You should know that Facebook can play with your emotions. If you're reading this you're probably aware that your Facebook feed doesn't simply serve you the latest posts from the friends and pages you follow. Given that most of us follow hundred -- if not thousands -- of people, places and brands, a real-time feed would dramatically  change the Facebook experience. And it would likely greatly reduce engagement, which is the site's life force. But if you do know this, you may be in the minority. A new study from a team of researchers from University of Illinois at Urbana-Champaign, California State University, Fresno and the University of Michigan found that most of a group of 40 Facebook users, 62.5 percent had no idea that their feed is filtered by the world's largest social network. And not knowing that actually seemed to have negative affects on users' psyches. “In the extreme case, it may be that whenever a software developer in Menlo Park adjusts a parameter, someone somewhere wrongly starts to believe themselves to be unloved,” the researchers wrote. The study used a tool to create an unfiltered feed that showed them what they'd been missing. While they weren't thrilled how Facebook decided which friends posts they'd see, "[m]ost came to think that the filtering and ranking software was actually doing a decent job," Fusion's Alex Madrigal writes. In 2014, Facebook partnered in an academic paper that revealed it had manipulated users feeds to adjust how many positive and negative posts they saw. It found that moods were contagious. Positive feeds led to positive posts and vice versa. Users agree to such manipulation in Facebook's terms and conditions -- which you clearly know by heart -- but the revelation still led to a huge backlash. In the recent study, participants found that being aware they were being fed stories by Facebook's algorithm "bolstered overall feelings of control on the site" and led to more active engagement. So if you didn't know a formula was guiding your interactions before you probably already feel better. But there's more you can do if you want to make sure Facebook is showing you the things you actually want to see. 1. Be proactive. Go directly to the pages of the people, companies and artists you want to see more of then engage. Like posts or comments. Comment yourself. Share posts. Facebook's motivation is to keep you on the site as long as humanly possible--and it's very good at it. If it's not showing something you'd enjoy seeing, it probably would like to. So let it know. 2. Choose "Most Recent" posts.     In the left column of your home page, click on the arrow next to "News Feed". If you select "Most Recent", your experience will likely be less filtered. Though you still should not to expect to see every post that ends up on the site. 3. Go to News Feed Preferences. Click on the down arrow that's on every Facebook page and select News Feed Preferences. The goal here is to unfollow anything you're sick of seeing so you get more of what you do want. Or re-follow people or things you've missed. 4. Tell your feed what you like.         Facebook wants you to take an active role in adjusting your algorithm. That's why every post in your feed has a dim down arrow that you can select. If something really bugs you, tell Facebook you don't want to see and Unfollow the person or page. If you really love it, you can "Turn on notifications" which guarantees that every future post ends up in your notifications -- that little globe on the top navigation. Your notifications can act as a secondary newsfeed to make sure you don't miss posts from your favorites. 5. Switch to Twitter and Tweetdeck. If you want complete control over your newsfeed, you're never going to get it on Facebook. Even Twitter is moving away from this method of feeding content for a pretty simple reason, it needs more engagement. Given that Facebook and Twitter employee dozens if not hundred of programmers and experts paid to make their sites captivate you, they figure they're better at it than you. If you want to prove them wrong, Twitter's Tweetdeck app, which works in your browser, still offers unmediated newsfeeds so you can feed your own brain. Twitter isn't quite as personal or ubiquitous as Facebook -- but it is the next best thing. Try it out and see if you feel more loved. Cheers, Jason [Photo by Geraint Rowland | Flickr]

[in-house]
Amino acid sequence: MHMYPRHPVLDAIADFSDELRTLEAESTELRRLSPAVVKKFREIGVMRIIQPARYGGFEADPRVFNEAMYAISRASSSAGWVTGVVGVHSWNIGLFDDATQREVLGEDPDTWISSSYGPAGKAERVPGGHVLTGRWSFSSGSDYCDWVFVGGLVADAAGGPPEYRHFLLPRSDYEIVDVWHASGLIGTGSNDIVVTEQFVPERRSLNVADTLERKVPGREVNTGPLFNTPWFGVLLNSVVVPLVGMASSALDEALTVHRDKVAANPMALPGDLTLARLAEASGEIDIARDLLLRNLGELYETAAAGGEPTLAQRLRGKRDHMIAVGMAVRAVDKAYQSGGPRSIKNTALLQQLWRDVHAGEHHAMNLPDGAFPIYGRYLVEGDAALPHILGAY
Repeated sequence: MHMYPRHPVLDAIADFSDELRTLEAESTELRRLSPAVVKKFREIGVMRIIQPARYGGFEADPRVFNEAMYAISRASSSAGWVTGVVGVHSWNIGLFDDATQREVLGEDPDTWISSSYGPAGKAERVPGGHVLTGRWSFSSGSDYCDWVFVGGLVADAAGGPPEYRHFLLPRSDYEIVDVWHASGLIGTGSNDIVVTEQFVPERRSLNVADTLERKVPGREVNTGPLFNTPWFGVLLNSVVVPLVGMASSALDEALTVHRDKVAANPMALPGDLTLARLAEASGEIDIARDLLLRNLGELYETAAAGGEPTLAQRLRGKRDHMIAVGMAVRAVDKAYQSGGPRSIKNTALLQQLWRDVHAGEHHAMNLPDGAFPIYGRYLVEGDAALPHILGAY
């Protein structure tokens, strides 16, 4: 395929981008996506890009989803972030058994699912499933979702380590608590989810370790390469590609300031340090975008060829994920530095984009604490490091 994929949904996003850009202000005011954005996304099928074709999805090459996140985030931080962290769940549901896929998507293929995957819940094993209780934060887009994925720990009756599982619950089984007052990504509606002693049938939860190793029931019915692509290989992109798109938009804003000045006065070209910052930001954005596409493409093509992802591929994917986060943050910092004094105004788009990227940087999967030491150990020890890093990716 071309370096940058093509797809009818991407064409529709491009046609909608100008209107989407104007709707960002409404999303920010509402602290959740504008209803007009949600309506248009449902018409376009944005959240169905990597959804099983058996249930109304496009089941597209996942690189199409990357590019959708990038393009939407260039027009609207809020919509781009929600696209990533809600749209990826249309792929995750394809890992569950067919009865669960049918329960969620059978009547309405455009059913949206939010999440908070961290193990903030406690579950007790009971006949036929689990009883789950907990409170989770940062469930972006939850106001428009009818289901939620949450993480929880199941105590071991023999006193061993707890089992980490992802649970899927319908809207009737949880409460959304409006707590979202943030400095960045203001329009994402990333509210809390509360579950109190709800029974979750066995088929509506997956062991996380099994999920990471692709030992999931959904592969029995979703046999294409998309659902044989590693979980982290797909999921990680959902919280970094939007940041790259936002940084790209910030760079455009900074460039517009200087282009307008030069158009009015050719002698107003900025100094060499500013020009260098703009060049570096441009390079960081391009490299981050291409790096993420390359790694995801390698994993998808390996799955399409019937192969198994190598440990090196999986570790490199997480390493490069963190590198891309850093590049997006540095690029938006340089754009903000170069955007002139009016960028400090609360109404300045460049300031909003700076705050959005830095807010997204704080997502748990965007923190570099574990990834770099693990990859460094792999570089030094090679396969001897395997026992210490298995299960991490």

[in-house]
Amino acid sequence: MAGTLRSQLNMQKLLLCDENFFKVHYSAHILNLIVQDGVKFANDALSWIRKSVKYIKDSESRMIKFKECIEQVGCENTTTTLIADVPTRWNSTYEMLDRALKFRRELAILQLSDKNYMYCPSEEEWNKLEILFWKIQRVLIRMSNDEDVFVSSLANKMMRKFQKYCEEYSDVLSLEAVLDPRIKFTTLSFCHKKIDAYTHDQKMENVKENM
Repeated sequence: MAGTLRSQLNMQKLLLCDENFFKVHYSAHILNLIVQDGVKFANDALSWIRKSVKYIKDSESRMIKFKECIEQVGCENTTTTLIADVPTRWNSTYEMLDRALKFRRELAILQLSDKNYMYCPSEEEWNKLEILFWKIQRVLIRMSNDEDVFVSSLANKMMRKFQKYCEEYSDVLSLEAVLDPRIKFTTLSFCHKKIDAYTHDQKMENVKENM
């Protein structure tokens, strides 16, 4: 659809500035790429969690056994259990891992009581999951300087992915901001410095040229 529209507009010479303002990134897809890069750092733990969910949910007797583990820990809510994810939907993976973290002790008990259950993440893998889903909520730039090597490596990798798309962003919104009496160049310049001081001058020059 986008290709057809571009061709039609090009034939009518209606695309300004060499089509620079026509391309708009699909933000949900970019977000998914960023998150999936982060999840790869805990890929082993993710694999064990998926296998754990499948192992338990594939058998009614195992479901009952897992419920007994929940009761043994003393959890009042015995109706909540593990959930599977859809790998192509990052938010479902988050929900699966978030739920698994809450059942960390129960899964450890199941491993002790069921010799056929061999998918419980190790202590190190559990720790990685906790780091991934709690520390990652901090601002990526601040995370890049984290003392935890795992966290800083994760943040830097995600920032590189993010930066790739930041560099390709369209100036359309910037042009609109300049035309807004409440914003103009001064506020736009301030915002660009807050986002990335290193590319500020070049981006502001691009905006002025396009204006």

March 31, 2015